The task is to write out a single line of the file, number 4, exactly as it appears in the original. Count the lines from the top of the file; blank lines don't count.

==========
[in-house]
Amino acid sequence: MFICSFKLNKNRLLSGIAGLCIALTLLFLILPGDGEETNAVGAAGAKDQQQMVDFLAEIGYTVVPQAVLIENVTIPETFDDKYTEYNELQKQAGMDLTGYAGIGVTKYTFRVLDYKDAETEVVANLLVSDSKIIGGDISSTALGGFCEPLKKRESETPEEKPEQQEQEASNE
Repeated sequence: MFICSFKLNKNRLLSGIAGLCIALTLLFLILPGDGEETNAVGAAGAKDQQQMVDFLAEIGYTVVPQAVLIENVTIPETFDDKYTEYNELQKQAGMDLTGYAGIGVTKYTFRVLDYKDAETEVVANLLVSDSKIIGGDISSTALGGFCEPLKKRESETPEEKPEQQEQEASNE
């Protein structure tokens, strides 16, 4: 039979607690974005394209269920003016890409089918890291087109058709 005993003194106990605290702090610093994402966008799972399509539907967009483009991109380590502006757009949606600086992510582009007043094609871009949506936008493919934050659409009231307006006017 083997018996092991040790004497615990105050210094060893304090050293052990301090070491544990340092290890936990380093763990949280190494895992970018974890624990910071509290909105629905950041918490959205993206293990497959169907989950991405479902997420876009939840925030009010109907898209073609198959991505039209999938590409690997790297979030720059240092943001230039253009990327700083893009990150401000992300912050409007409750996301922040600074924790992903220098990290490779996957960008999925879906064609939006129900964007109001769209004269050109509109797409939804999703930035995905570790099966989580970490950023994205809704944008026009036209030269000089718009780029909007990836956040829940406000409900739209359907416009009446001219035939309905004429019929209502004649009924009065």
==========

């Protein structure tokens, strides 16, 4: 039979607690974005394209269920003016890409089918890291087109058709 005993003194106990605290702090610093994402966008799972399509539907967009483009991109380590502006757009949606600086992510582009007043094609871009949506936008493919934050659409009231307006006017 083997018996092991040790004497615990105050210094060893304090050293052990301090070491544990340092290890936990380093763990949280190494895992970018974890624990910071509290909105629905950041918490959205993206293990497959169907989950991405479902997420876009939840925030009010109907898209073609198959991505039209999938590409690997790297979030720059240092943001230039253009990327700083893009990150401000992300912050409007409750996301922040600074924790992903220098990290490779996957960008999925879906064609939006129900964007109001769209004269050109509109797409939804999703930035995905570790099966989580970490950023994205809704944008026009036209030269000089718009780029909007990836956040829940406000409900739209359907416009009446001219035939309905004429019929209502004649009924009065």